About Colorectal Cancer

The risk for colorectal cancer in adults with cystic fibrosis is 5-10 times greater compared to the general population, and even higher for people with CF who receive a solid organ transplant like a lung transplant. Find out how early screening can help reduce your risk.

What Is Colorectal Cancer?

Colorectal cancer is a cancer that begins in the colon or rectum. These cancers are also called colon cancer or rectal cancer, depending on where the cancer starts. Although many colorectal cancers can be prevented with regular colonoscopy screenings, it remains the third leading cause of cancer deaths in the U.S. among the general population.

The average lifetime risk for colorectal cancer is approximately 5 percent, but for adults with cystic fibrosis, this risk is 5-10 times higher and warrants screening 10 years earlier, at 40 years of age.

Meanwhile, those who receive a solid organ transplant are 20 times more likely to develop colorectal cancer and often need to begin screening even earlier -- at the age of 30, depending on when the transplant occurs.

How Does Colorectal Cancer Form in the Body?

Most colorectal cancers start as a polyp -- a small, abnormal growth of tissue that can develop on the inner lining of the colon or rectum. Most polyps are harmless (benign), but a certain kind of polyp, known as an adenoma, can become cancerous over time.

The two general types of colon polyps are:

  • Hyperplastic polyps and inflammatory polyps: common polyps that do not generally develop into cancer
  • Adenomatous polyps: polyps that are considered pre-cancerous because they are more likely to develop into cancer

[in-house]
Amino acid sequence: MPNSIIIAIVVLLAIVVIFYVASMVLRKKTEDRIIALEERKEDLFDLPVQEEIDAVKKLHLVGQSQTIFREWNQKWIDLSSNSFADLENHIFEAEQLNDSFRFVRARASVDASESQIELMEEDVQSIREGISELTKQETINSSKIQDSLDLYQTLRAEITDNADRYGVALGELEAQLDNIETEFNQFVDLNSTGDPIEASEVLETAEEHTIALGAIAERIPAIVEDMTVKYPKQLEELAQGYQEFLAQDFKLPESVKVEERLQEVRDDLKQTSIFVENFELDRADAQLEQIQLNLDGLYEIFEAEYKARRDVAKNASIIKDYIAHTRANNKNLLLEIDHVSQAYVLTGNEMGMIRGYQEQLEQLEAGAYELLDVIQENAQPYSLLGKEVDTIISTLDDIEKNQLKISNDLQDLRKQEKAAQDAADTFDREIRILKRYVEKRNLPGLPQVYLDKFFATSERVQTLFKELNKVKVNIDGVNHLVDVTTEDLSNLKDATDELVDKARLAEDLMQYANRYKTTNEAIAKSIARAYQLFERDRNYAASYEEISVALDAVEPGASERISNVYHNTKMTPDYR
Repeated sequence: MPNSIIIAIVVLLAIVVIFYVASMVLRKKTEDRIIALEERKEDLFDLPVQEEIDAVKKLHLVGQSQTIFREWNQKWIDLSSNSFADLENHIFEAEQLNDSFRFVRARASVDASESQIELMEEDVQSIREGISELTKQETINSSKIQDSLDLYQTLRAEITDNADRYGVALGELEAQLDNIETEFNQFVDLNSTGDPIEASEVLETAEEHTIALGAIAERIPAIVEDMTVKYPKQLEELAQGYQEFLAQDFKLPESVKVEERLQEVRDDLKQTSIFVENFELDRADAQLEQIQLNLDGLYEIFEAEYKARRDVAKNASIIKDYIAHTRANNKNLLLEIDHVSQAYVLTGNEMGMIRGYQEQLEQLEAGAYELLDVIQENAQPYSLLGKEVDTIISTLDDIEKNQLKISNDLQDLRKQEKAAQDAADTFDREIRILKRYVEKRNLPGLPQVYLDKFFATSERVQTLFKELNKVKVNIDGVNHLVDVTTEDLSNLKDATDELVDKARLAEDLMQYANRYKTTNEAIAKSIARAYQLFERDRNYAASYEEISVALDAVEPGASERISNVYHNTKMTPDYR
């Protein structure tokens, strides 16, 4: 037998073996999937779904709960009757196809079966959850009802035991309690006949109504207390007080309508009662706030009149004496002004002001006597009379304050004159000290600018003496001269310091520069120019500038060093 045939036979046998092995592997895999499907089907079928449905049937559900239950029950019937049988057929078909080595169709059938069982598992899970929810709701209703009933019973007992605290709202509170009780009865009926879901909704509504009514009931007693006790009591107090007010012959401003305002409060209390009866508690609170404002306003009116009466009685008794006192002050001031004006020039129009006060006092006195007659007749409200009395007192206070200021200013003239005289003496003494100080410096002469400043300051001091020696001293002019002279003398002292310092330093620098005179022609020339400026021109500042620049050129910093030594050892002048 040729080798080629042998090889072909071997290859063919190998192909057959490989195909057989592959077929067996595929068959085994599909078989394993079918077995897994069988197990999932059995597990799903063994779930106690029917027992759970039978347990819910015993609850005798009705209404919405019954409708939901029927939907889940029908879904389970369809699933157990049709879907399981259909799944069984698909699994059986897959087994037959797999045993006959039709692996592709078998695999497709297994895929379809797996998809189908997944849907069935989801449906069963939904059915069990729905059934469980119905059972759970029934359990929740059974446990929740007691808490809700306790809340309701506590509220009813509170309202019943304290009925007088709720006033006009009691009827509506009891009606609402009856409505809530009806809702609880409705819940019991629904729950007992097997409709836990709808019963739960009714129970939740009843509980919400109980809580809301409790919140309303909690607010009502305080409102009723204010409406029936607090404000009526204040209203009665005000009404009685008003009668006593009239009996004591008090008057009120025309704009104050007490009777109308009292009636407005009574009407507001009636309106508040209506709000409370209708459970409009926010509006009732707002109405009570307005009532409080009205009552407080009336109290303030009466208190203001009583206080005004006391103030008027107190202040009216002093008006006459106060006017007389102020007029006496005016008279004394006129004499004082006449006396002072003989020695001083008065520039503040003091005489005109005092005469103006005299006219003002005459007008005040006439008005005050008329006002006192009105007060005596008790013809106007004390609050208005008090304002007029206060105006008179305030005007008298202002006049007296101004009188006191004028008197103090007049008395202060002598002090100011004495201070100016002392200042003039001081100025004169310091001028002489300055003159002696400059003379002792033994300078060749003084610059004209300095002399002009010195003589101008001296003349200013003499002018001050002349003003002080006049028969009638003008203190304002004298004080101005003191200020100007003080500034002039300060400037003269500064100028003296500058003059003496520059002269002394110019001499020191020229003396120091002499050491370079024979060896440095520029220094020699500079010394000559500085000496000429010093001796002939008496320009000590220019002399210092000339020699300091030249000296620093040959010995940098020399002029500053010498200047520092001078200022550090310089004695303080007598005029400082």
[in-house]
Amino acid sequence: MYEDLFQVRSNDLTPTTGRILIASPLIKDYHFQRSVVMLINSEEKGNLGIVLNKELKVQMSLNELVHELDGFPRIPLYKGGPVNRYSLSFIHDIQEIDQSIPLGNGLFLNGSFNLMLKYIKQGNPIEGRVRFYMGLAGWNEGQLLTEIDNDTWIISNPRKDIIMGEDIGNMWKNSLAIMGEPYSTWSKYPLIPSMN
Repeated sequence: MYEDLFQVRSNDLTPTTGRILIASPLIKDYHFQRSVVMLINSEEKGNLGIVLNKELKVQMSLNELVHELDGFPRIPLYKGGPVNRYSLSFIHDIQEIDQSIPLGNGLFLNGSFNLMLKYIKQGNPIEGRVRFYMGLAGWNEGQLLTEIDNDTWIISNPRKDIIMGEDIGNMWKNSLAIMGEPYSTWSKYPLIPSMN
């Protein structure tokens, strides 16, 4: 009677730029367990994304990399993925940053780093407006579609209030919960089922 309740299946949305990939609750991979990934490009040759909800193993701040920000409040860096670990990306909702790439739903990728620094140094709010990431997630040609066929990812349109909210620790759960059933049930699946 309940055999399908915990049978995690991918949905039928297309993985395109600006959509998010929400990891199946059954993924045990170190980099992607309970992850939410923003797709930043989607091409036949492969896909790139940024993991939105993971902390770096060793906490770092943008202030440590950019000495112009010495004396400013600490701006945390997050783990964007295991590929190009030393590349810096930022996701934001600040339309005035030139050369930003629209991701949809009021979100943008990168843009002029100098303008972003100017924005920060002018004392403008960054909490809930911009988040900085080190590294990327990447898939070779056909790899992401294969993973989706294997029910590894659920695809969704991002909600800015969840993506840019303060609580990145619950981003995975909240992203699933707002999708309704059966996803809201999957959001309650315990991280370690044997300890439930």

It can take many years for a polyp to develop into cancer, but once the cancer forms, it can grow into the wall of the colon or rectum. When cancer cells are in the wall, they can then spread to surrounding tissues and, eventually, other parts of the body. The further the cancer spreads, the more difficult it is to treat.

This image from the Mayo Clinic illustrates the anatomy of the colon, as well as what colon cancer looks like in the body as seen during colonoscopy.


In general, people with CF will experience many of the same symptoms of colorectal cancer as the general population, including:

  • Blood in stool
  • Abdominal pain that gets worse over time
  • Weight loss
  • Anemia
  • Abrupt changes in prior bowel habits (i.e., new or persistent constipation, diarrhea)

At the same time, however, many people report experiencing no symptoms before receiving a colorectal cancer diagnosis, which is why it is sometimes called the “silent cancer.” That is why screening is so important.

Although the Cystic Fibrosis Foundation’s Colorectal Cancer Screening Clinical Care Guidelines recommend that people with CF start getting screened at age 40, symptoms can be an indicator to begin screening even earlier. If you think you are experiencing colorectal cancer symptoms, talk to a member of your CF care team.

“Before I was diagnosed, I found blood in my stool one time and then, months later, had two days of stomachaches despite regularly taking my enzymes. At the time, however, I didn’t know about my increased risk for colorectal cancer and attributed it to CF-related digestion issues. I wish I had said something to my CF doctor about these small symptoms earlier when the cancer was still in its most curable stages.” -- Christine Borland, an adult with CF, who was diagnosed with colon cancer

What’s My Risk?

The risk for colorectal cancer in adults with cystic fibrosis is 5-10 times greater compared to the general population.